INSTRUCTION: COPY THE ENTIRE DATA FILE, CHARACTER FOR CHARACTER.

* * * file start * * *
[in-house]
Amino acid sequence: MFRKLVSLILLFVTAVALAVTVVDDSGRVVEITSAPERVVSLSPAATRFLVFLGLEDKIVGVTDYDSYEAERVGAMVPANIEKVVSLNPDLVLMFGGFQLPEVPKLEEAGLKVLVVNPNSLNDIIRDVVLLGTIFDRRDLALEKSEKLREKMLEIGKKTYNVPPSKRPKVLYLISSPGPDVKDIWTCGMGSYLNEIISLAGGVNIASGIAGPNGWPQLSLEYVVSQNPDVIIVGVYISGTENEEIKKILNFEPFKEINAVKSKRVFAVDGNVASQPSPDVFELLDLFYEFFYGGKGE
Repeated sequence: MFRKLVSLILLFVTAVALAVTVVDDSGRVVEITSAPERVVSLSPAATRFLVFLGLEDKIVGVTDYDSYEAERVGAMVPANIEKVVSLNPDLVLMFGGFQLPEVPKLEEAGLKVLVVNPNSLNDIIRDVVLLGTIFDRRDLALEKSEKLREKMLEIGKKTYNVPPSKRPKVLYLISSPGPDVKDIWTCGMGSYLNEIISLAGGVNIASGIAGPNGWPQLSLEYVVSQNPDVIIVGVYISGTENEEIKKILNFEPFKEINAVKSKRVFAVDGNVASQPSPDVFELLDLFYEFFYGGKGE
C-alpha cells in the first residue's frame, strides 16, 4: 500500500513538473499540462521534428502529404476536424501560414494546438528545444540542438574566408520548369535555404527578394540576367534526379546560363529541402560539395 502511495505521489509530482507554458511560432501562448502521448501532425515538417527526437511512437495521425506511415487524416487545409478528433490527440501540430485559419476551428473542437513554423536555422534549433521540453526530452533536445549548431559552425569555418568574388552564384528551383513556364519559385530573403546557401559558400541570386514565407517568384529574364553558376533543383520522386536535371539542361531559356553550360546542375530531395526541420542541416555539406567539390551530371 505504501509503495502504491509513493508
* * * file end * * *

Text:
[in-house]
Amino acid sequence: MFRKLVSLILLFVTAVALAVTVVDDSGRVVEITSAPERVVSLSPAATRFLVFLGLEDKIVGVTDYDSYEAERVGAMVPANIEKVVSLNPDLVLMFGGFQLPEVPKLEEAGLKVLVVNPNSLNDIIRDVVLLGTIFDRRDLALEKSEKLREKMLEIGKKTYNVPPSKRPKVLYLISSPGPDVKDIWTCGMGSYLNEIISLAGGVNIASGIAGPNGWPQLSLEYVVSQNPDVIIVGVYISGTENEEIKKILNFEPFKEINAVKSKRVFAVDGNVASQPSPDVFELLDLFYEFFYGGKGE
Repeated sequence: MFRKLVSLILLFVTAVALAVTVVDDSGRVVEITSAPERVVSLSPAATRFLVFLGLEDKIVGVTDYDSYEAERVGAMVPANIEKVVSLNPDLVLMFGGFQLPEVPKLEEAGLKVLVVNPNSLNDIIRDVVLLGTIFDRRDLALEKSEKLREKMLEIGKKTYNVPPSKRPKVLYLISSPGPDVKDIWTCGMGSYLNEIISLAGGVNIASGIAGPNGWPQLSLEYVVSQNPDVIIVGVYISGTENEEIKKILNFEPFKEINAVKSKRVFAVDGNVASQPSPDVFELLDLFYEFFYGGKGE
C-alpha cells in the first residue's frame, strides 16, 4: 500500500513538473499540462521534428502529404476536424501560414494546438528545444540542438574566408520548369535555404527578394540576367534526379546560363529541402560539395 502511495505521489509530482507554458511560432501562448502521448501532425515538417527526437511512437495521425506511415487524416487545409478528433490527440501540430485559419476551428473542437513554423536555422534549433521540453526530452533536445549548431559552425569555418568574388552564384528551383513556364519559385530573403546557401559558400541570386514565407517568384529574364553558376533543383520522386536535371539542361531559356553550360546542375530531395526541420542541416555539406567539390551530371 505504501509503495502504491509513493508